o May persist at rest
        o Tinel’s sign at lateral plantar tunnel reproduces pain
        o Conservative: surgical alternative
   Plantar Fasciitis: NOT heel spur
        o Morning sx related to fascial tension
        o Pain at medial insertion
        o Windlass maneuver
        o Medial and middle cuneiform bones
   Case 4: 26 year old complains of “shooting” foot pain that is on the dorsum of her forefoot and
    goes to her toes. It started after dancing a few weeks ago and now is worse when she wears
        o DDx:
                 Any site: stress/true fx, tendinits, infection, tumor, synovitis
                 Metatasal:
                         Metatarsalgia
                         Interdigital Neuroma
                         Turf Toe
                         Sesamoid pathology
                         Friedberg’s infarction
                               o Avascular necrosis of the second MT head - possibly following trauma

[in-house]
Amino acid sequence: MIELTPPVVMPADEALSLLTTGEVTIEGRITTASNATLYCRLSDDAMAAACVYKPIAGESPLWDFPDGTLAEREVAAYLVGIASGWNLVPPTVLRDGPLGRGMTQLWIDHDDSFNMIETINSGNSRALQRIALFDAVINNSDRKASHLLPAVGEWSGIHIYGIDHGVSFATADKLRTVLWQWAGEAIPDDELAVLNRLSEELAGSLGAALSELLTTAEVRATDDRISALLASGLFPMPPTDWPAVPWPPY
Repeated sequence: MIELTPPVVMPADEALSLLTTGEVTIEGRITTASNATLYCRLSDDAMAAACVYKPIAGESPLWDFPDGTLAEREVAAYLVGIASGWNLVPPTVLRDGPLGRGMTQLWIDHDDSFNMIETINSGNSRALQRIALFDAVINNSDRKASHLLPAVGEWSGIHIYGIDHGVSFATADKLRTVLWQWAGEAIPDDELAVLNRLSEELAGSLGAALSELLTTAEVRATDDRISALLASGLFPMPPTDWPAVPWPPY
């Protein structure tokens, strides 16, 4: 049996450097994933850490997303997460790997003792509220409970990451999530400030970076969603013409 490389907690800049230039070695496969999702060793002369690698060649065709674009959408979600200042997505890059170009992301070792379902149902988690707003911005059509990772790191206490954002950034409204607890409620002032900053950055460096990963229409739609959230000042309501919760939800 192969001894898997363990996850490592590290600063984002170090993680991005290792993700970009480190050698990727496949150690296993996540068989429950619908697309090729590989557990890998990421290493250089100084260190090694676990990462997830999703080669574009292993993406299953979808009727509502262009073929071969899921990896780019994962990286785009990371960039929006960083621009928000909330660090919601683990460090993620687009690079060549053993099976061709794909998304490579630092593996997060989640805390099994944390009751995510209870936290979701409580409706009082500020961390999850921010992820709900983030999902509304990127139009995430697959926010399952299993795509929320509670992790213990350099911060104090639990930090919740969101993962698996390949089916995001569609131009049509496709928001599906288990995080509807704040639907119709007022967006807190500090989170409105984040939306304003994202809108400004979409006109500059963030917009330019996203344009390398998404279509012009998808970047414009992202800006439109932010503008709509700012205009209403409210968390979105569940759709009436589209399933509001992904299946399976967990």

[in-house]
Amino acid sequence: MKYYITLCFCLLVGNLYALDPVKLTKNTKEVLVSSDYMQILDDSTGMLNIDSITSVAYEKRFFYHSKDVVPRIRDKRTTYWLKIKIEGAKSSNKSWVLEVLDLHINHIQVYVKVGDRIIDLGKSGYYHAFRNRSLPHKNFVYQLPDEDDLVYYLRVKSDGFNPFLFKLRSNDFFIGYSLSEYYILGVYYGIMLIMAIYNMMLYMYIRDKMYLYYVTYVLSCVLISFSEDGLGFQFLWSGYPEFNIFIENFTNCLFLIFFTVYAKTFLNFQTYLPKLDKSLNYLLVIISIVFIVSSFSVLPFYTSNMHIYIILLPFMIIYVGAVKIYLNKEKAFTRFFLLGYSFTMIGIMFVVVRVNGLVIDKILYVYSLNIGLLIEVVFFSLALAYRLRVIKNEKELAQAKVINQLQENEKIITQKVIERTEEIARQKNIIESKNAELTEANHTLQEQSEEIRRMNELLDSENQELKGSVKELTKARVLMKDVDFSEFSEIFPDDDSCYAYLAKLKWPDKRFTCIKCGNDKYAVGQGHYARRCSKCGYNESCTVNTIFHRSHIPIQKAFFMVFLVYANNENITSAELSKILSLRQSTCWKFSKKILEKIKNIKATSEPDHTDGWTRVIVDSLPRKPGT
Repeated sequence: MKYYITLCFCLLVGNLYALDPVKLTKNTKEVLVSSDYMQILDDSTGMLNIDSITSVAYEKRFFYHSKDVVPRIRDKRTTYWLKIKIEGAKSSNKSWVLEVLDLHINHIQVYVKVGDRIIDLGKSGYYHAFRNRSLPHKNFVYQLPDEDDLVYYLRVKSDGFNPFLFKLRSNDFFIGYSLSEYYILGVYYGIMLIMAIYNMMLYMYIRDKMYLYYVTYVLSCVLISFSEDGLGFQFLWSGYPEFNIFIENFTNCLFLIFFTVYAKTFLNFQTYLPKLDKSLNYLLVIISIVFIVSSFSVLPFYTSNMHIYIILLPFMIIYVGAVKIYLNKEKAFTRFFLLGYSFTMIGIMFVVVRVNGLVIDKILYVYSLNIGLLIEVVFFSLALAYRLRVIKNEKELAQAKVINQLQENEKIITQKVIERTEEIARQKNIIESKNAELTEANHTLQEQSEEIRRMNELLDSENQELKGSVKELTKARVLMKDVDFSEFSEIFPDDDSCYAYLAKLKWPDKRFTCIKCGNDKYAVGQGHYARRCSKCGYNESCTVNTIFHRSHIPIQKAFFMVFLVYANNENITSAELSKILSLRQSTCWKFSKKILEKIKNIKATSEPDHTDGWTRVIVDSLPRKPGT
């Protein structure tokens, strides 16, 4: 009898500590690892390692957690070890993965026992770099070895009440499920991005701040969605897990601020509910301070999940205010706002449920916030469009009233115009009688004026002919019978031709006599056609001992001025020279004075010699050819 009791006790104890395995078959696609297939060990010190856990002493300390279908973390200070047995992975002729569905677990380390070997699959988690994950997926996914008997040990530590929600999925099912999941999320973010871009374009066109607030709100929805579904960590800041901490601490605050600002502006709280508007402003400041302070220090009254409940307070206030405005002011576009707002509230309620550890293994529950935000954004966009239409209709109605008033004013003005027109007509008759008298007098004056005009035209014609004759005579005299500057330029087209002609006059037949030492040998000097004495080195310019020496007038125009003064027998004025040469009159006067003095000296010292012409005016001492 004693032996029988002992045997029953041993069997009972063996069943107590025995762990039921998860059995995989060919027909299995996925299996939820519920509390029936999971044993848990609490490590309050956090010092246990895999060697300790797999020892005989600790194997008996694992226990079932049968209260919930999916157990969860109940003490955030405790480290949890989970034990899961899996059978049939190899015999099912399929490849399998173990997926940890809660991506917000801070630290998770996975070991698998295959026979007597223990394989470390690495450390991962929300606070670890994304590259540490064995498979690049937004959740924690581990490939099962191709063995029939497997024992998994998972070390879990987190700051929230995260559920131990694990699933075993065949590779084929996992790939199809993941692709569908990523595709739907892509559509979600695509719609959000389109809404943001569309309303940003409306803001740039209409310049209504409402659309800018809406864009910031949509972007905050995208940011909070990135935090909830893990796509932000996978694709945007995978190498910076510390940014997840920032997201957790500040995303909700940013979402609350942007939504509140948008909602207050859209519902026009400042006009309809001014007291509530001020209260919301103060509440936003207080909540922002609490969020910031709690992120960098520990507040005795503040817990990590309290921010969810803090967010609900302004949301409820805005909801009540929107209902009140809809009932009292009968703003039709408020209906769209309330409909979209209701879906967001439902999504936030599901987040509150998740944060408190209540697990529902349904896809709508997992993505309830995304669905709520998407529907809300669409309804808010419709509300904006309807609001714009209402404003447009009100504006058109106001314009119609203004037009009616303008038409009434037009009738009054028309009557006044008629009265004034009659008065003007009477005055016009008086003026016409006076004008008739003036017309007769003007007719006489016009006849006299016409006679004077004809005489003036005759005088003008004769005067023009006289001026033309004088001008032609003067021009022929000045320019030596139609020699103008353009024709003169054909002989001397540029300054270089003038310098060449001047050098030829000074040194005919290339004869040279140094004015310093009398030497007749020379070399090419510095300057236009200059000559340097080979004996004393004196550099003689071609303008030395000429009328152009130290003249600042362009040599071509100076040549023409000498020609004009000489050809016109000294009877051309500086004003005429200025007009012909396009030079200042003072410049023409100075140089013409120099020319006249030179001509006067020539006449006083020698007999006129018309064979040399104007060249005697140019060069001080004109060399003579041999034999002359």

   Morton’s Neuroma: fibrosis of perineural area of common digital nerve leads to entrapment
       o Primarily btw 3 and 4 MT
       o Sharp, stabbing, lancinating pain
       o Worse when wearing shoes (women>men, toe box size)
       o Proximal to transverse intermetatarsal ligament
       o Dx
                Clinical
                Palpation of distal intermetatarsal spaces
                Mulder’s sign: pain with compression of MT heads laterally. Relieved by plantar
                   pressure directed dorsally
                Laseague’s sign
       o Work-up: Xrays to look for osteophytes or masses in MT heads that could compromise
           interdigital nerve space
       o Tx: Conservative – neuroma pads, icing after exercise, orthotics or arch taping, NSAIDs,
           larger toe box, injection
   Case 5: 45 year old factory worker complains of dull achy dorsal foot pain while walking. Has
    gotten worse over months. At first only while working, but now at night. Now he is limping.
       o “March” Fx
                ~90% of all metatarsal stress fractures
                Occurs at the neck of the 2nd, 3rd, and 4th
                Especially common in runners
                Dancers have similar history and pain in 1st MT
                Work up: Xrays
                       50% will be negative
                       Bone Scan
                Treated with stiff-shoe for 4-6 weeks
   Common site for stress fx: 4th MT
   Which stress fx has complications? 5th MT
   Fx Zones
       o Zone 1 – avulsion injury; involves metatarsocuboid joint (93%)
       o Zone 2 – metaphyseal-diaphyseal junction, always an acute fracture - true Jones Fracture